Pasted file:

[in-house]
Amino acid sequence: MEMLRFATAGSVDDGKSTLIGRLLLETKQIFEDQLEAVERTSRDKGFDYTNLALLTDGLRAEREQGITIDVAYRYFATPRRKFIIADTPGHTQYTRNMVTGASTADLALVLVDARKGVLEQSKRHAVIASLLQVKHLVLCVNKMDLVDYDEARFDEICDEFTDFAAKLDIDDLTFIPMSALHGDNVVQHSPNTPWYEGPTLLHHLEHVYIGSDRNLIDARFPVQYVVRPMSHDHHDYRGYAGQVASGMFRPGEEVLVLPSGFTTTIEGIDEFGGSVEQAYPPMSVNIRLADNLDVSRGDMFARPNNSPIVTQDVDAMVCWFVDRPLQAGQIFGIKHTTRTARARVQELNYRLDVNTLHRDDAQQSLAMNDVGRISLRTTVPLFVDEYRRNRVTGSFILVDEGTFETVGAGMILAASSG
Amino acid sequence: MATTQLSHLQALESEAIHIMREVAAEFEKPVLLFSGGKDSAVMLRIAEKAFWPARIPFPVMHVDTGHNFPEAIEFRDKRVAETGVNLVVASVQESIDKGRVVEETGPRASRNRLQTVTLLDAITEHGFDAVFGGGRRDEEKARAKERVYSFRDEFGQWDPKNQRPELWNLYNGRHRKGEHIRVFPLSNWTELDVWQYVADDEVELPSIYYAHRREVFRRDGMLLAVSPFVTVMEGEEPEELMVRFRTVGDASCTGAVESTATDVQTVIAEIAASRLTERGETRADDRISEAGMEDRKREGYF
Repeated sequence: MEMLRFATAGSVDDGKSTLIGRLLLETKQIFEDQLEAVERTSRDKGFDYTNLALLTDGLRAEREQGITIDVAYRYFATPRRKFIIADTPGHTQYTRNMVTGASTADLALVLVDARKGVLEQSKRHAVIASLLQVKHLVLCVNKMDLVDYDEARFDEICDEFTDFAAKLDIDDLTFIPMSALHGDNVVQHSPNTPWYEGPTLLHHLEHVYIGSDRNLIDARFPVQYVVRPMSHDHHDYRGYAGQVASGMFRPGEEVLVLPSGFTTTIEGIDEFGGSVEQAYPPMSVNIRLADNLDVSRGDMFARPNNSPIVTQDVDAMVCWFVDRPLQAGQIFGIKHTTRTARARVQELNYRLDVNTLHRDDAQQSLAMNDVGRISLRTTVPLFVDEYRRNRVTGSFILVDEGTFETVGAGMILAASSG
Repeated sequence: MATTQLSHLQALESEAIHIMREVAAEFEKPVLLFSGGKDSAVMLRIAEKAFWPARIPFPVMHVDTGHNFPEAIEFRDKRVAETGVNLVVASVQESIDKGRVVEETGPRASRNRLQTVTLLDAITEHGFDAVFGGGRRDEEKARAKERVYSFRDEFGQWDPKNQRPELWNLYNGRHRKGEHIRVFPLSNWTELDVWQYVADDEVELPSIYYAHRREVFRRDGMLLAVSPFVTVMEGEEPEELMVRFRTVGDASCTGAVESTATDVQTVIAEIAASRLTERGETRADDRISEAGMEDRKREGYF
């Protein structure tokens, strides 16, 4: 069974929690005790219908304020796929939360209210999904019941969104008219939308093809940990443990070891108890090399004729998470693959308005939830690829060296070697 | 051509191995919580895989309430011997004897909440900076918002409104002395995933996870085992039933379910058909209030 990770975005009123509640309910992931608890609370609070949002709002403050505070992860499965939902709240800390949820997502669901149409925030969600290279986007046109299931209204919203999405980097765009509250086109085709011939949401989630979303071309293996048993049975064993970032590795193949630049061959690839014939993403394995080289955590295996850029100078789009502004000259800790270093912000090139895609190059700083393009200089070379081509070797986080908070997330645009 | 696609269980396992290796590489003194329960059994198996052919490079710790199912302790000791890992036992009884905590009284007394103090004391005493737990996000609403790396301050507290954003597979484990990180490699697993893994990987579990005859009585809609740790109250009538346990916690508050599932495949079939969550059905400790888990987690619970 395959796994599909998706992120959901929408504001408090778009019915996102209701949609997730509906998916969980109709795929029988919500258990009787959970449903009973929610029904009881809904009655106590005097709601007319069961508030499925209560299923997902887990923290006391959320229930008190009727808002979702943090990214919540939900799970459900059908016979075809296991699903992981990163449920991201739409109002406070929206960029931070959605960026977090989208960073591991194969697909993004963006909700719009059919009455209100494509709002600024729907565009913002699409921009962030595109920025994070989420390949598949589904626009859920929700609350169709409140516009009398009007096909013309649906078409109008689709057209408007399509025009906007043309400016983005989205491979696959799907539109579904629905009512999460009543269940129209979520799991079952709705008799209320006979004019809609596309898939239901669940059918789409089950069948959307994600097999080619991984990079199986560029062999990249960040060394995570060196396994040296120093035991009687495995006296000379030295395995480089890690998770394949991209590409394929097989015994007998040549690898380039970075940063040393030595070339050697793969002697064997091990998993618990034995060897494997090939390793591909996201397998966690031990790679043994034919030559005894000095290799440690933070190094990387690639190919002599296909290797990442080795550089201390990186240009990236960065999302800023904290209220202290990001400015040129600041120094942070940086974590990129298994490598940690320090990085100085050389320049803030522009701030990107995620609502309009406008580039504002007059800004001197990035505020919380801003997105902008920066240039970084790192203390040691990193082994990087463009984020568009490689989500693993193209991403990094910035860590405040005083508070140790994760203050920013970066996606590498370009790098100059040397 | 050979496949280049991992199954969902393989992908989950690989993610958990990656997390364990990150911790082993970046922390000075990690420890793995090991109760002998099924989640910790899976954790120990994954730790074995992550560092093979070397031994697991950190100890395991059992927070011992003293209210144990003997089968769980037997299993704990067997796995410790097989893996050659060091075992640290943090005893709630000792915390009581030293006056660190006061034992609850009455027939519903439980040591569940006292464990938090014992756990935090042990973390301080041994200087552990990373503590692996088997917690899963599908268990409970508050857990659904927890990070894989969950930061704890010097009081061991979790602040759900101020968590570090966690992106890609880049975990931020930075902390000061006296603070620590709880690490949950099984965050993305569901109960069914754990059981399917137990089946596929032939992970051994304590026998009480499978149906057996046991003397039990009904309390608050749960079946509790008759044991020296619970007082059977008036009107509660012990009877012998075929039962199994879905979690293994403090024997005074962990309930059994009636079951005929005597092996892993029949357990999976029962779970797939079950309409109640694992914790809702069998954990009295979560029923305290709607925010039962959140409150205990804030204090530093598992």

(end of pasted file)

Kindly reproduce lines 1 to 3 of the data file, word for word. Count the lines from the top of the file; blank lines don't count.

[in-house]
Amino acid sequence: MEMLRFATAGSVDDGKSTLIGRLLLETKQIFEDQLEAVERTSRDKGFDYTNLALLTDGLRAEREQGITIDVAYRYFATPRRKFIIADTPGHTQYTRNMVTGASTADLALVLVDARKGVLEQSKRHAVIASLLQVKHLVLCVNKMDLVDYDEARFDEICDEFTDFAAKLDIDDLTFIPMSALHGDNVVQHSPNTPWYEGPTLLHHLEHVYIGSDRNLIDARFPVQYVVRPMSHDHHDYRGYAGQVASGMFRPGEEVLVLPSGFTTTIEGIDEFGGSVEQAYPPMSVNIRLADNLDVSRGDMFARPNNSPIVTQDVDAMVCWFVDRPLQAGQIFGIKHTTRTARARVQELNYRLDVNTLHRDDAQQSLAMNDVGRISLRTTVPLFVDEYRRNRVTGSFILVDEGTFETVGAGMILAASSG
Amino acid sequence: MATTQLSHLQALESEAIHIMREVAAEFEKPVLLFSGGKDSAVMLRIAEKAFWPARIPFPVMHVDTGHNFPEAIEFRDKRVAETGVNLVVASVQESIDKGRVVEETGPRASRNRLQTVTLLDAITEHGFDAVFGGGRRDEEKARAKERVYSFRDEFGQWDPKNQRPELWNLYNGRHRKGEHIRVFPLSNWTELDVWQYVADDEVELPSIYYAHRREVFRRDGMLLAVSPFVTVMEGEEPEELMVRFRTVGDASCTGAVESTATDVQTVIAEIAASRLTERGETRADDRISEAGMEDRKREGYF